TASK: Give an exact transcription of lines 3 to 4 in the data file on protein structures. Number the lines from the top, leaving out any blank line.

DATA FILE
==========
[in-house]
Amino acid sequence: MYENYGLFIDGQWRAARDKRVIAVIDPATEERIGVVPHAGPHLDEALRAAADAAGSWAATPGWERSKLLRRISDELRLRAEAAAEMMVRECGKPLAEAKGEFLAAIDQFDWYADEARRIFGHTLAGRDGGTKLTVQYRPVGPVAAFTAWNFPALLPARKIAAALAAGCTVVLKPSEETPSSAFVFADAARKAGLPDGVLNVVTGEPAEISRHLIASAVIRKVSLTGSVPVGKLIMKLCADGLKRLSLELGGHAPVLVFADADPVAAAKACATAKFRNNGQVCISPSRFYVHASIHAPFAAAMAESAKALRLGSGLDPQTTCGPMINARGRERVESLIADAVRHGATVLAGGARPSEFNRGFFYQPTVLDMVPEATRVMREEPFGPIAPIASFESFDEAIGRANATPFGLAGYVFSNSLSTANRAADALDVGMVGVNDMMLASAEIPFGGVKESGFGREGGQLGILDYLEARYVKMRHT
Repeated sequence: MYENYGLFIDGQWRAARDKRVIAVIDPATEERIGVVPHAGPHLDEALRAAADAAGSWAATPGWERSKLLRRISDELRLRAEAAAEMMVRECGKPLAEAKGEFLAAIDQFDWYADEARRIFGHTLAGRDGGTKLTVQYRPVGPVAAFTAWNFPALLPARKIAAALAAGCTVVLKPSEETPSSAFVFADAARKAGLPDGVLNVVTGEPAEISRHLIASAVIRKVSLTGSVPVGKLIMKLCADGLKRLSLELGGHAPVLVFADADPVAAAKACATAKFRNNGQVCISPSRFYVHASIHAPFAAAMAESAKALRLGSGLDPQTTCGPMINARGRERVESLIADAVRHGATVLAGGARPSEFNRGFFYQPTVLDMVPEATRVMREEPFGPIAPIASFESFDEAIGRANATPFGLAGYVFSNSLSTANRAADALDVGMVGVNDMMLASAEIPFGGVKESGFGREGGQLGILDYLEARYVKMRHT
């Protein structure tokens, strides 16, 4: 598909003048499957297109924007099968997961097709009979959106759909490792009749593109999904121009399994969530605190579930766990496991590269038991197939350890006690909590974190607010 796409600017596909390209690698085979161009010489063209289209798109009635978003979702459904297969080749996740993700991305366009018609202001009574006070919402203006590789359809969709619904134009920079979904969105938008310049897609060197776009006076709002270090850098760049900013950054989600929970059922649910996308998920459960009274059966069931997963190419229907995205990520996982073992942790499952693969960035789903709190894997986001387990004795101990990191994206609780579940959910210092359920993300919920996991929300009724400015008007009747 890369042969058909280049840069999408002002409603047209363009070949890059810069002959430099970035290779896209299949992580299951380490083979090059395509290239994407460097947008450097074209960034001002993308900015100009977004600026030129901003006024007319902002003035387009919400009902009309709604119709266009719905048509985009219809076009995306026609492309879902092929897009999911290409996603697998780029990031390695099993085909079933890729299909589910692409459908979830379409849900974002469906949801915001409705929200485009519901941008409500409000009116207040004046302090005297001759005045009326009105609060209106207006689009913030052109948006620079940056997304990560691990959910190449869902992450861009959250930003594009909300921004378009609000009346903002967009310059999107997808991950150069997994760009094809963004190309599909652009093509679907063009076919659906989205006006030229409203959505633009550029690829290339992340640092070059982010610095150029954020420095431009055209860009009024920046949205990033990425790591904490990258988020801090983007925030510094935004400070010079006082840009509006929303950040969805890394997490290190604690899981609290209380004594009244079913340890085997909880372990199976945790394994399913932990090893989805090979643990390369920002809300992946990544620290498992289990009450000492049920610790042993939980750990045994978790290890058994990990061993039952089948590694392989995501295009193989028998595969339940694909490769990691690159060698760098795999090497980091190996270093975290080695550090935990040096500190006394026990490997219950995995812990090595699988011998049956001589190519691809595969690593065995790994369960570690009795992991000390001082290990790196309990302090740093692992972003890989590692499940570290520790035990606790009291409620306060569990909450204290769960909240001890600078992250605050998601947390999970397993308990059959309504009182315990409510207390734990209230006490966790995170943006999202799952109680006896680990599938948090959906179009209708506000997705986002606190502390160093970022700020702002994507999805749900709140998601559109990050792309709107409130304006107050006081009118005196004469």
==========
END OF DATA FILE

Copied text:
Repeated sequence: MYENYGLFIDGQWRAARDKRVIAVIDPATEERIGVVPHAGPHLDEALRAAADAAGSWAATPGWERSKLLRRISDELRLRAEAAAEMMVRECGKPLAEAKGEFLAAIDQFDWYADEARRIFGHTLAGRDGGTKLTVQYRPVGPVAAFTAWNFPALLPARKIAAALAAGCTVVLKPSEETPSSAFVFADAARKAGLPDGVLNVVTGEPAEISRHLIASAVIRKVSLTGSVPVGKLIMKLCADGLKRLSLELGGHAPVLVFADADPVAAAKACATAKFRNNGQVCISPSRFYVHASIHAPFAAAMAESAKALRLGSGLDPQTTCGPMINARGRERVESLIADAVRHGATVLAGGARPSEFNRGFFYQPTVLDMVPEATRVMREEPFGPIAPIASFESFDEAIGRANATPFGLAGYVFSNSLSTANRAADALDVGMVGVNDMMLASAEIPFGGVKESGFGREGGQLGILDYLEARYVKMRHT
């Protein structure tokens, strides 16, 4: 598909003048499957297109924007099968997961097709009979959106759909490792009749593109999904121009399994969530605190579930766990496991590269038991197939350890006690909590974190607010 796409600017596909390209690698085979161009010489063209289209798109009635978003979702459904297969080749996740993700991305366009018609202001009574006070919402203006590789359809969709619904134009920079979904969105938008310049897609060197776009006076709002270090850098760049900013950054989600929970059922649910996308998920459960009274059966069931997963190419229907995205990520996982073992942790499952693969960035789903709190894997986001387990004795101990990191994206609780579940959910210092359920993300919920996991929300009724400015008007009747 890369042969058909280049840069999408002002409603047209363009070949890059810069002959430099970035290779896209299949992580299951380490083979090059395509290239994407460097947008450097074209960034001002993308900015100009977004600026030129901003006024007319902002003035387009919400009902009309709604119709266009719905048509985009219809076009995306026609492309879902092929897009999911290409996603697998780029990031390695099993085909079933890729299909589910692409459908979830379409849900974002469906949801915001409705929200485009519901941008409500409000009116207040004046302090005297001759005045009326009105609060209106207006689009913030052109948006620079940056997304990560691990959910190449869902992450861009959250930003594009909300921004378009609000009346903002967009310059999107997808991950150069997994760009094809963004190309599909652009093509679907063009076919659906989205006006030229409203959505633009550029690829290339992340640092070059982010610095150029954020420095431009055209860009009024920046949205990033990425790591904490990258988020801090983007925030510094935004400070010079006082840009509006929303950040969805890394997490290190604690899981609290209380004594009244079913340890085997909880372990199976945790394994399913932990090893989805090979643990390369920002809300992946990544620290498992289990009450000492049920610790042993939980750990045994978790290890058994990990061993039952089948590694392989995501295009193989028998595969339940694909490769990691690159060698760098795999090497980091190996270093975290080695550090935990040096500190006394026990490997219950995995812990090595699988011998049956001589190519691809595969690593065995790994369960570690009795992991000390001082290990790196309990302090740093692992972003890989590692499940570290520790035990606790009291409620306060569990909450204290769960909240001890600078992250605050998601947390999970397993308990059959309504009182315990409510207390734990209230006490966790995170943006999202799952109680006896680990599938948090959906179009209708506000997705986002606190502390160093970022700020702002994507999805749900709140998601559109990050792309709107409130304006107050006081009118005196004469």